Saturday, May 31, 2008

Auguring yesterday's events

Just ran across a nice coinage that is a) made from parts you already have around the house, b) is semantically logical, and c) does not involve the youth of today ruining English.

This is from an article in Wired about solar eclipses in the distant past:

Using the same calculating methods that predict future eclipses, astronomers have been able to calculate when eclipses occurred in the past. You can run the planetary clock in reverse as well as forward. To coin a word, you can postdict as well as predict.

Nice, eh? A niggling point is that they did not, or were not the first, to coin the word. (Google: 3,740 hits). But the term has what appear to be multiple slightly different usages. The Double-Tongued Dictionary provides this cite:
Approximately one in five suspect identifications from sequential lineups may be wrong. As a result, no existing eyewitness identification procedure can relieve the courts of the burden of decide after the fact (or postdicting) which eyewitness identifications are accurate versus inaccurate.
This sense seems relatively established in the literature of psychology, where its sibling term postdictor is flung about with abandon.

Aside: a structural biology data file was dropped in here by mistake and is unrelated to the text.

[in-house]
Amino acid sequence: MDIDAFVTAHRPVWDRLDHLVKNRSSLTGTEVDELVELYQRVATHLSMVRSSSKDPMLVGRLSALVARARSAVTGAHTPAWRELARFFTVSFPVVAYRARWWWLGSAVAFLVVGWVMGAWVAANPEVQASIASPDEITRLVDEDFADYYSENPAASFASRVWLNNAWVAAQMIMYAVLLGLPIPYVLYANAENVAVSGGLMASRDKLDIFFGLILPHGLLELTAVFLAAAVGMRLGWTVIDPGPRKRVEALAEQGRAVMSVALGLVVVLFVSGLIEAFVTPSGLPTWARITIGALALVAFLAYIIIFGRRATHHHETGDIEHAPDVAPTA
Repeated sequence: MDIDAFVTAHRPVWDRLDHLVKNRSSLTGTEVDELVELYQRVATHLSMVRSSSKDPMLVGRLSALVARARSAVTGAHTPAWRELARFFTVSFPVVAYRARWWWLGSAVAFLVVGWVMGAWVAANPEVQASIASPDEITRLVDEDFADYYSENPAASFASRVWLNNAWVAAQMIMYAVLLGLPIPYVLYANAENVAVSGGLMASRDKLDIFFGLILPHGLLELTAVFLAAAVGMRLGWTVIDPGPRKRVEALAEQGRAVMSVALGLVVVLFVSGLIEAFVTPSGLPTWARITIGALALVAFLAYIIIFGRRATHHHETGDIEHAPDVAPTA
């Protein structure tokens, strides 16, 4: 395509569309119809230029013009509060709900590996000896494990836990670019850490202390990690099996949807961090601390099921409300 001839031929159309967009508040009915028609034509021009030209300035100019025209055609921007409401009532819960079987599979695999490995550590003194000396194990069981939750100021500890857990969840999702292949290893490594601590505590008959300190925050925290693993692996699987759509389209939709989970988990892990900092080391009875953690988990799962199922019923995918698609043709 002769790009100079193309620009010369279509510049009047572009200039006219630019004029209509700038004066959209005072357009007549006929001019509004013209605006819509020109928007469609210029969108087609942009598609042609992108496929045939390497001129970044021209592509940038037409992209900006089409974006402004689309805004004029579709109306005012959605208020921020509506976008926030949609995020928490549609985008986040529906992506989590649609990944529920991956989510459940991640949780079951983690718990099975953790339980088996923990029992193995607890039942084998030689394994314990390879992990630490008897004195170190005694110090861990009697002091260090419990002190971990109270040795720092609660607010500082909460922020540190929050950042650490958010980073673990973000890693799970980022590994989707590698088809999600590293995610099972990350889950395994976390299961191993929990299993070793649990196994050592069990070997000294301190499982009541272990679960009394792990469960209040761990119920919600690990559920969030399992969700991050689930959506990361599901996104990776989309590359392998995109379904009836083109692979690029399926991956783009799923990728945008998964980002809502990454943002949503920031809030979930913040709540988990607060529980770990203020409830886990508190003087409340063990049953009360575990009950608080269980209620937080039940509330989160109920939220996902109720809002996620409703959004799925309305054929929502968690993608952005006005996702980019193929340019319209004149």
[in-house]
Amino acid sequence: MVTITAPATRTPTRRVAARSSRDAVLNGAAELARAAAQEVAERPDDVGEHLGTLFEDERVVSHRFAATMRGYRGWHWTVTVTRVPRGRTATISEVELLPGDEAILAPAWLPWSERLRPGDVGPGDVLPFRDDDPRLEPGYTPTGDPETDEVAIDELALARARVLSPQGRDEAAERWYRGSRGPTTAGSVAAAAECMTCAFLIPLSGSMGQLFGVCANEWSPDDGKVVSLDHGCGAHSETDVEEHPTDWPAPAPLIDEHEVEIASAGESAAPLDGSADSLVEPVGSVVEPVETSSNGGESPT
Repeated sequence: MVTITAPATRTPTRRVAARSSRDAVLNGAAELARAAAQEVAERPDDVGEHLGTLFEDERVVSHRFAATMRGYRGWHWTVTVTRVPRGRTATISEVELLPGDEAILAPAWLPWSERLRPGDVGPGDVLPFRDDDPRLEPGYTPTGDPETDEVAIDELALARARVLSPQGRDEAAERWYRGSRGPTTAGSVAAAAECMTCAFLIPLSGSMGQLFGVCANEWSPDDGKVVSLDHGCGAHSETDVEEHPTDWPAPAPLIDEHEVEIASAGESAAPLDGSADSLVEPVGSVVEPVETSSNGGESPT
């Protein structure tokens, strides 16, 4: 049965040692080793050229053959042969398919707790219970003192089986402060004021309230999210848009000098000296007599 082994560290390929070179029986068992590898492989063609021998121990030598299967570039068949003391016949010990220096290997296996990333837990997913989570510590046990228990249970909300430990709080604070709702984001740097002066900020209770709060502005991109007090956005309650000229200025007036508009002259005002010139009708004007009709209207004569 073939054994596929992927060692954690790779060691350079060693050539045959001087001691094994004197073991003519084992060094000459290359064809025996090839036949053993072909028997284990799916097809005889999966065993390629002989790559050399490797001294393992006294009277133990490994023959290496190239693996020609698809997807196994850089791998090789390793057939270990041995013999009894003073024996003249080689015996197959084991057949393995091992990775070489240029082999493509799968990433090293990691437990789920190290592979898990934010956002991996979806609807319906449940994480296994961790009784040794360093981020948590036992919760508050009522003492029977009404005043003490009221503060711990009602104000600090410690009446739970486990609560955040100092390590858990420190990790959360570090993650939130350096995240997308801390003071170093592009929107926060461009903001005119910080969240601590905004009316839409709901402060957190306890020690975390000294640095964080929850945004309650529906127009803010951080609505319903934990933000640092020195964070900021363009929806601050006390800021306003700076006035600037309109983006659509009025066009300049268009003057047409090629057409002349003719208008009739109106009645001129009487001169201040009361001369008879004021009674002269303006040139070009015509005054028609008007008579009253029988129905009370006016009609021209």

Postdiction is also used in a dismissive sense to refer to "prediction after the fact" by people who are skeptical of, you know, prophecies. Think Nostradamus.

For the general idea of running the clock backward, as the Wired article puts it, there is also the term retrodiction. As defined in Wikiepdia, retrodiction is a way to test theories by comparing against past results in situations when comparing against future ones is impractical. You see this in economics, when economic models are tested by running them against data from the past to see if your model can, for example, accurately predict the mortgage crisis. Some might say that this constitutes that other, more dismissive sense of postdiction, but hey.

As an interesting aside, the very next paragaph in the Wired article has this bold usage:
The most likely candidate for Thales' eclipse took place on May 28, 585 B.C., though some authorities believe it may have been 25 years earlier in 610 B.C. Hundreds of scholars have debated this for nearly two millenniums.
This invites a discussion of forming plurals for terms that immigrated from non-English sources. I have an opinion on that, actually, which you can read here.


Anonymous said...

similarly Indians use routinely the word "prepone" -to bring a meeting forward. Sounds strange at first, but it is an effective, precise and grammatically correct coinage.

WordzGuy said...

Indeed, prepone makes eminent sense. Of course, if you were to say that around here, all you'd get is quizzical looks. :-)

paul said...

A niggling point:

"A niggling point is that they did not, or were not the first, to coin the word."

should read

"A niggling point is that they did not, or were not the first to, coin the word."